In light of such an obviously timeless bond, I was certain our destiny was sealed. We would spend the next four years plotting a course of adventures and mishaps unlike any the school had seen. We would graduate by the skin of our teeth, and the school would enact a policy barring us or any of our offspring from ever again stepping foot on campus. Most importantly, we would be together.

But I was wrong.

Just like all communities not built and continuously reaffirmed on the basis of something truly lasting, we fell apart. For some of us, school took precedent. For others, girlfriends came into the picture and created divides. Others grew tired of the endless seeking and striving for the next great story or felt more comfortable aligning themselves with more established, known groups across campus.

For one reason or another, we gradually drifted apart. These things happen, I know. But that year was special. I still sometimes think nostalgically about what might have been.

Today, I can claim but a single friend from that original group, and how that one stuck is an unlikely story I’ll save for later.

I pray it doesn’t end the same way for our Church of “resident aliens” as Stanley Hauerwas calls us in his eponymous classic. For this Church is formed by something more core, more vital, than fun-filled nights in a Western Pennsylvania corn field or moments of emotive self-recognition huddled inside a deathtrap igloo.

Yet as a Church, as a people, we don’t necessarily behave that way. Indeed, many of us have gone far off base in our attempts to become the heroes of our own stories. We strive and fight and look for opportunities to re-make a world in our image, one in which we can take pride. We go looking for entertaining mischief or try to align ourselves with groups and systems we think might set us free, that might serve as substitutes for those things we crave most deeply—connection, love, belonging, truth.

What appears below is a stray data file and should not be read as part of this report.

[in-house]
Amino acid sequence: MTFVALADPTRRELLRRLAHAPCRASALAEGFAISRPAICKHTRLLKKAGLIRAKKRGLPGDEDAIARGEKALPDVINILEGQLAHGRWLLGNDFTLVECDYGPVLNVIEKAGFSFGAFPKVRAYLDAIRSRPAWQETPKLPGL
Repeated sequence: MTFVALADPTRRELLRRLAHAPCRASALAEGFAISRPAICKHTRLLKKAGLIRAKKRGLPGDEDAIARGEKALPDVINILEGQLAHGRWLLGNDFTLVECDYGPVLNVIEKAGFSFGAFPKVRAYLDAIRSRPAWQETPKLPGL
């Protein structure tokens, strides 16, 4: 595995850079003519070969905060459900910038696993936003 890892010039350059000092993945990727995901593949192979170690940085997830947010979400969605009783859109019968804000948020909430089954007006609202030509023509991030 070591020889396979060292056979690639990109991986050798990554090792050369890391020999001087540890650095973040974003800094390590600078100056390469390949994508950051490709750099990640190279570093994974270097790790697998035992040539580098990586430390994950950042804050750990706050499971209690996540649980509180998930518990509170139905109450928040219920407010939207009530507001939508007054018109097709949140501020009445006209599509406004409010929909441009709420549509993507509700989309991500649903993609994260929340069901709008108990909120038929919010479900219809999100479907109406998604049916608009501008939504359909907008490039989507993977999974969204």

But fortunately enough for me—and for us as a Church—we don’t have to be the heroes of our own story. We don’t have to save ourselves.

What we have first of all is not a heroic people, but a heroic God who refuses to abandon His creation, a God who keeps coming back, picking up the pieces, and continuing the story.”

– Stanley Hauerwas

The above essay is an excerpt from Jacob Sims’ new book, Wanderlost, published this week.

Image Credit: Georges Seurat, “Landscape with Houses” (1881) via The Metropolitan Museum of Art.

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Jacob Sims
Jacob Sims currently serves as Country Director of International Justice Mission (IJM) Cambodia where he leads a team of investigators, lawyers, social workers, programmatic and operational staff in the fight against violent labor exploitation. Concurrently with his role at IJM, he serves as a Non-Resident Fellow at Duke University's Center for Reconciliation, a leading institute bridging the worlds of research and practice in the global peace-building and justice space. Sims is frequently drawn upon for expert commentary on various human rights and global development challenges. His analysis has featured recently in The Economist, The Guardian, Forbes, The LA Times, Al Jazeera, VICE World News, Sydney Morning Herald, ProPublica, The American Interest, Plough, The Hill, and World News Group amongst many others.